Boston wouldn’t be the place of innovation, creativity and activism that it is today were it not for many of our trailblazing women. Keep reading to celebrate their accomplishments during Women’s History Month and motivate your little trailblazers to set out on their own quest for a better world!

photo: Wikimedia Commons

Susan B. Anthony

Social reformer and women's rights activist: 1820-1906

Born in Adams, MA into a Quaker family committed to social equality, Susan B. Anthony began her passion by collecting anti-slavery petitions at the age of 17. She went on to champion the rights of women and enslaved people with other like-minded women such as Elizabeth Cady Stanton. 

Jessie "Little Doe" Baird

Linguist

Jessie "Little Doe" Baird is a linguist who helped revive the Algonquian language of her ancestors that had not been spoken for more than 150 years. She has been the co-founder and director of the Wôpanâak Language Reclamation Project in Mashpee, MA, since 1993. As a citizen of the Mashpee Tribe of the Wampanoag Nation, she started to create a dictionary in 1996 chronicling the tribe’s ancestral language as part of a research fellowship with MIT. The dictionary holds more than 11,000 words.

photo: Wikimedia Commons

Clara Barton

Pioneering Nurse: 1821-1912

Born in North Oxford, MA, Clara Barton was a pioneering American nurse who founded the American Red Cross. She was self taught and provided nursing care during the Civil War. During a time when women did not have the right to vote, Clara Barton was known for her humanitarian work and civil rights advocacy. 

Callie Crossley

Media commentator and radio show host: 1951-

Callie Crossley is a Boston-based radio and tv host, commentator and public speaker. In 2013 she began hosting radio program Under the Radar with Callie Crossley and continues to contribute to WGBH Radio's "Boston Public Radio".

photo: wikimedia commons

Amelia Earhart

Aviation pioneer: 1897-disapppeared 1937, declared dead 1939

Amelia Earhart is perhaps most well known as the first female aviator to fly solo across the Atlantic Ocean. She set a number of other records during her lifetime and wrote books documenting her flying experiences. During an attempt to be the first woman to circumnavigate the globe in 1937, Earhart's plane disappeared over the Pacific Ocean. She and navigator Fred Noonan were declared dead over a year later, but significant interest in their disappearance still exists today. 

photo: Wikimedia Commons

Gwen Ifill

Journalist and Television Newscaster: 1955-2016

In 1999, Gwen Ifill became the first Black person and first woman to moderate a major television news-analysis show, Washington Week in Review. She was a journalist, newscaster and author, and became co-anchor of the PBS NewsHour in 2013 until her death in 2016, part of the first all-female team to anchor a national nightly news program.

Margaret H. Marshall

Chief Justice: 1944-

Margaret H. Marshall was the first female chief justice of the Massachusetts Supreme Judicial Court. In 2003 she wrote the ground-breaking decision in Goodridge v. Department of Public Health that declared that the Massachusetts constitution does not permit the state to deny citizens the right to same-sex marriage.

photo: Wikimedia Commons

Maria Mitchell

Astronomer: 1818-1889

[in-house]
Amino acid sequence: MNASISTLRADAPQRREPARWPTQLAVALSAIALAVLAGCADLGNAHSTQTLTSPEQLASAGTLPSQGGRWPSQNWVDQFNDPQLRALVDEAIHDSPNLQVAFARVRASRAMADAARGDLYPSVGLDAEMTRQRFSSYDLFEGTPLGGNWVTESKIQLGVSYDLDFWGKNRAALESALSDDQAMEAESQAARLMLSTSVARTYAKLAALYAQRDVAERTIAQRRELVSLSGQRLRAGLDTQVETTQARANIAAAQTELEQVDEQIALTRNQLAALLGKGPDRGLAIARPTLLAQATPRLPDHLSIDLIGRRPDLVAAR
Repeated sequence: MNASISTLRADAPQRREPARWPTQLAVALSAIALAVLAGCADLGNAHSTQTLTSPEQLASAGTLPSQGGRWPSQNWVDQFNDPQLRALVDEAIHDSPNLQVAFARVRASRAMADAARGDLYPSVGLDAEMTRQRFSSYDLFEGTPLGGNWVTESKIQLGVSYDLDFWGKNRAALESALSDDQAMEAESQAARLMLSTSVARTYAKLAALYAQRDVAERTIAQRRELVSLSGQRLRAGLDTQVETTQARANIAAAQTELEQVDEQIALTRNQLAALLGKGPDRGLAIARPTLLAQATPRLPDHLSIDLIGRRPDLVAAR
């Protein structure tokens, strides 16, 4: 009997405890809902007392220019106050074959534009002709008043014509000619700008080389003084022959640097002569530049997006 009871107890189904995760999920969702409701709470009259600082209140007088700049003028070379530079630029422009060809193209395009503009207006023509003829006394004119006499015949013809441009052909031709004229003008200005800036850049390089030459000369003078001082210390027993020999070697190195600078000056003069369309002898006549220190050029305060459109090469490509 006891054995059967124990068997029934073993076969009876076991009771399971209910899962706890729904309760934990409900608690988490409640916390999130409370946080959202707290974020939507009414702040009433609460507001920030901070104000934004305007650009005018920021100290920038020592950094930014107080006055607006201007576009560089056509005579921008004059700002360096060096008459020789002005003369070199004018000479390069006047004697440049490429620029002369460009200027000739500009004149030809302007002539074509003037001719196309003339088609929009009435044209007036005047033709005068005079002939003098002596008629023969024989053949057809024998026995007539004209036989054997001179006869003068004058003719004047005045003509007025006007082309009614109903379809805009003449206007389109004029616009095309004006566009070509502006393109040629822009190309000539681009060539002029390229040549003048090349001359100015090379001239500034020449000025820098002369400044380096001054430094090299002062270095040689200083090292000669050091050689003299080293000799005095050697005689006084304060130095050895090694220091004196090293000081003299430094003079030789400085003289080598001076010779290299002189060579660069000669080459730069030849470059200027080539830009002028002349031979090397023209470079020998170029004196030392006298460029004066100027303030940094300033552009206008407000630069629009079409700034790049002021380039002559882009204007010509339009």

Originally from Nantucket, Maria Mitchell became the first woman elected to the American Academy of Arts and Sciences in 1848, a year after discovering "Miss Mitchell's Comet," which made her famous and helped her become the first professional female astronomer

Dr. Elizabeth G. Nabel

Physician

Elizabeth Nabel is an American cardiologist and the current President of Brigham Health and Brigham and Women's Hospital, a Professor of Medicine at Harvard Medical School, and the Chief Health and Medical Adviser to the National Football League. Her work has produced 17 patents and more than 250 scientific publications. 

photo: Wikimedia Commons

Phillis Wheatley Peters

Poet: 1753-1784

Born in West Africa, Phillis Wheatley Peters was sold into slavery at the age of seven or eight and transported to North America. She was enslaved by the Wheatley family of Boston. After she learned to read and write, they encouraged her poetry when they saw her talent. On a trip to London with her master's son, she was able to secure the patrons needed to publish her collection of poems: Poems on Various Subjects, Religious and Moral on September 1, 1773. She was the first African-American author of a published book of poetry. 

Ann Hobson Pilot

Harpist: 1943-

Ann Hobson Pilot began studying the harp at age 14 and received her bachelor's degree in music from the Cleveland Institute of Music. In 1966 she became the first Black member of the National Symphony Orchestra. She became the first Black woman to join the Boston Symphony Orchestra in 1969. After 40 years with the BSO, Ms. Pilot retired at the end of the 2009 season. 

photo: Wikimedia Commons

Ayanna Pressley

Politician: 1974-

In 2010, Ayanna Pressley became the first Black woman elected as an at-large member of the Boston City Council. In 2019 she became the first Black woman elected to Congress from Massachusetts. She has represented the state as the U.S. representative for Massachusetts's 7th congressional district since then. 

Doris Yaffe

Style icon: 1929-

You'll easily recognize Doris Yaffe with her eclectic collection of sunglasses and feather boas and for that she's known as Boston's Grande Dame. 

—Kate Loweth

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